Although opponents of the Sheffield wind project lost their final legal battle to halt construction of the wind project, the construction storm-water permit is being appealed in the Vermont Supreme Court.
Stephanie Kaplan, attorney for a group of property owners surrounding the construction site in both Sheffield and Sutton, said Monday she has filed her brief asking that the storm-water construction permit be overturned.
First Wind officials and the Vermont Attorney General’s office have both sought extensions for filing their briefs. She said the state and First Wind are set to file briefs by June 23, and then reply briefs will be filed.
Kaplan said the case could be before the Vermont Supreme Court between July and September, and it may be too late, with construction well under way and the more than 400-foot tall turbines expected to be delivered to the site this week.
Kaplan said since a construction stay was denied last week, she will ask that the Vermont Supreme Court expedite hearing the appeal on the permit’s issuance.
Evidence of environmental damage at the site, which is not permitted by the construction storm-water permit, is “obvious and plain,” Kaplan said. She said it is incomprehensible the court saw the “evidence” and still ruled to allow construction to continue.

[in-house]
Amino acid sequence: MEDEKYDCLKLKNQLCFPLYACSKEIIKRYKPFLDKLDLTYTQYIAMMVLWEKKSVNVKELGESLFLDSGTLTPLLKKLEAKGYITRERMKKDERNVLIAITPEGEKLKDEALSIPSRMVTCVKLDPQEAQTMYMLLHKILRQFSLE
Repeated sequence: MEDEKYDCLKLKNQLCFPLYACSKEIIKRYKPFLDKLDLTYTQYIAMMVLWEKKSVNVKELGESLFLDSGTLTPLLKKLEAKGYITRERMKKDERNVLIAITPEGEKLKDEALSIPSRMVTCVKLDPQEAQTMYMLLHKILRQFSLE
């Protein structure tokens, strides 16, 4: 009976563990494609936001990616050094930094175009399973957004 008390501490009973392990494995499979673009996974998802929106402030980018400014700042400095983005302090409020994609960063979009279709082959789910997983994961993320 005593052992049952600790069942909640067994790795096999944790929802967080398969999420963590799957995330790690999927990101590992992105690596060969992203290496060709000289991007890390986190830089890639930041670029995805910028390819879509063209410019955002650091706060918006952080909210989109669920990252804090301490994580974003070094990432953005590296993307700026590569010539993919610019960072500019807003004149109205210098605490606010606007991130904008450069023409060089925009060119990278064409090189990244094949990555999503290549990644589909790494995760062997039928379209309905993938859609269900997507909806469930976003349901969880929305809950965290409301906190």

Annette Smith, executive director of Vermonters for a Clean Environment Inc. on Monday angrily responded to assertions by Kevin Burke, an environmental analyst with the Vermont Department of Environmental Conservation, who characterized First Wind’s construction practices at the Sheffield site to be “substantially in compliance.”
“A certified environmental engineer, a certified aquatic biologist, and a member of the Fish & Wildlife Board have all been to the Sheffield site and they are all of the opinion that this site is out of compliance with its NPDES permit,” Smith said.
She also said the Vermont Agency of Natural Resources is doing a bad job with the permit. She also said the agency is splitting hairs about what part of the site is logging and what part is covered by the permit.
“This issue is not complicated,” she said. “ANR issued a permit and is splitting the site so that sediment is being allowed to run uncontrolled into high quality head-water streams. There is no dispute about the fact that the streams are being degraded, something Kevin Burke implied by saying there were some problems with the logging portion of the site. The Clean Water Act and Vermont’s Water Quality Standards require that the water quality and existing uses be maintained and protected. That is clearly not happening at the Sheffield site.”
Smith said, “New stream channels that are being formed in the site because of the high velocity of the water that is running off the site that is uncontained … so the DEC knows full well the site is not in compliance and the DEC has chosen to ignore that.”
Burke has said that First Wind’s construction team has followed its erosion control plan.
Delivery of the 16 turbines at the site in Sheffield is expected next week, but the date is not yet certain, First Wind officials said Monday.
Also Monday, First Wind’s director of corporate communications, John Lamontagne, said, “I can say that our project has been found by state inspectors to be in compliance with our permit.”
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